Cognoa's FDA-approved autism diagnostic tool now in network for Highmark members

Cognoa's FDA-approved autism diagnostic tool now in network for Highmark members
来源: FierceHealthcare
Part of the goal with this milestone for Cognoa is to establish Canvas Dx as the standard of care in the autism space in the coming year, the company's founder told Fierce Healthcare.
Cognoa, maker of the first FDA-approved autism diagnostic tool, announced Highmark has signed on as its first commercial payer partner.
The tool, Canvas Dx, will now be reimbursed for commercial Highmark members. It aims to enable earlier and more equitable access to diagnosis for children and families without specialists. The tool leverages AI to empower doctors to quickly and accurately diagnose developmental risk without bias, the company claims.
The contract should be seen as “model medical policy,” Dennis Wall, Ph.D., autism researcher and founder of Cognoa, told Fierce Healthcare. Wall hopes the coverage will be replicated across other payers. Highmark will cover the full price, including the total cost of Canvas Dx and the time it takes for a provider to administer it.
Pittsburgh-based Highmark is an innovative, influential payer Cognoa is excited to partner with, Wall said. In 2022, the plan announced its intention to expand coverage for some prescription digital therapeutics cleared by the FDA, reportedly becoming the first large commercial insurer to signal so. The company has 6 million members in Pennsylvania, Delaware, West Virginia and New York. Last year, Highmark claimed to be the region’s first plan to establish a value-based arrangement for behavioral health care.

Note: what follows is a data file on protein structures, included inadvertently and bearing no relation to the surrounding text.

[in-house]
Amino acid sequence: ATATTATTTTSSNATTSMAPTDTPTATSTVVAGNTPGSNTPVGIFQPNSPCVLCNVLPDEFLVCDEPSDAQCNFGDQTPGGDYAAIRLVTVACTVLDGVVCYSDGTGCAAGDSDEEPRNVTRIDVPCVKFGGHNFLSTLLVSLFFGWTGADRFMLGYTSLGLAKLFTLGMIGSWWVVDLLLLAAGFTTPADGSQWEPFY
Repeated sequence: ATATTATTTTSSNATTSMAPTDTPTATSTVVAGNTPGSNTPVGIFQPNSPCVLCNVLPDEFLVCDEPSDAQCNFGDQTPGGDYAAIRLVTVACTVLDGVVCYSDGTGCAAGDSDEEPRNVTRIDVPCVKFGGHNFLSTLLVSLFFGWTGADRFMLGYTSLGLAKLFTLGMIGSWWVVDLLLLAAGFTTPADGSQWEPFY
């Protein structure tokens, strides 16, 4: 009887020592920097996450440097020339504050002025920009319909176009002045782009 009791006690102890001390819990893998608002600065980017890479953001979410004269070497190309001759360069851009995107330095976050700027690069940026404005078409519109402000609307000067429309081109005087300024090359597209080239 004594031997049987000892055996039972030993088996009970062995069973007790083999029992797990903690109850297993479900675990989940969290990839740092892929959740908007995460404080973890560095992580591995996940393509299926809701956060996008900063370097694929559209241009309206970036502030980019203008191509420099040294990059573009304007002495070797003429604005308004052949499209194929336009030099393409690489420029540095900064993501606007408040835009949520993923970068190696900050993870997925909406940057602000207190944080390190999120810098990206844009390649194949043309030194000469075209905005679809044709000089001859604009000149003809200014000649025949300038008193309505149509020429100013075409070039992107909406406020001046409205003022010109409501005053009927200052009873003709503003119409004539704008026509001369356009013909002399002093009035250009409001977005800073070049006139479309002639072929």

Under the Highmark contract, Canvas Dx can be prescribed by any clinician or advanced practitioner. It does not require prior authorization, and, if a parent or physician identifies risk, a doctor can prescribe it at will.
This is the first time that any digital solution gets on a medical policy with a price and a code, as far as the company knows, Wall said. “We’re grateful to Highmark for listening to us and for doing the homework to come to the same conclusions we’ve drawn,” he added. Highmark did its own claims analysis to confirm that the costs associated with undiagnosed autism are unsustainable, per Wall.
“On average, the median number of visits that a patient would have after having identified risk and prior to a diagnosis is about 15, and the cost of that exceeds a median of $5,000,” Wall said. That cost doesn’t include the expense of the diagnostic itself. And wait times to see a specialist for a diagnosis can range from months to years.
In autism care, a primary care physician or pediatrician typically refers a patient to a specialist to get a diagnosis, per Wall, who also runs a lab in pediatric innovation at Stanford University. “That’s because they're not equipped either with the time or skills or training or the tools … to definitively act at the moment the child presents with a risk,” Wall said.
Apart from its AI-driven ability to aid in diagnosis, Canvas Dx also features an automatically generated personalized report with a child’s strengths and challenges based on standard criteria known as DSM-5. This helps eliminate the clinician burden of generating a report, per Wall. The report also includes common treatment options and what is typically covered by a given plan.
Part of the goal with this milestone for Cognoa is to establish Canvas Dx as the standard of care in the autism space in the coming year, Wall said. Within two years, Cognoa hopes to eliminate provider wait lists and ultimately cut the current average age of diagnosis of 4.5 years by two years, he said.
In Wyoming, Arizona and California, Cognoa is participating in an early start program, according to Wall, allowing Canvas Dx to be prescribed and reimbursed under each state’s Medicaid plan. In return, providers offer feedback on adopting the product.
Though many states require certain payers to cover diagnosis and treatment, many clinics simply don’t accept insurance, a recent survey sponsored by Cognoa found. Nearly half of centers surveyed don’t take Medicaid, while only two-thirds take commercial insurance.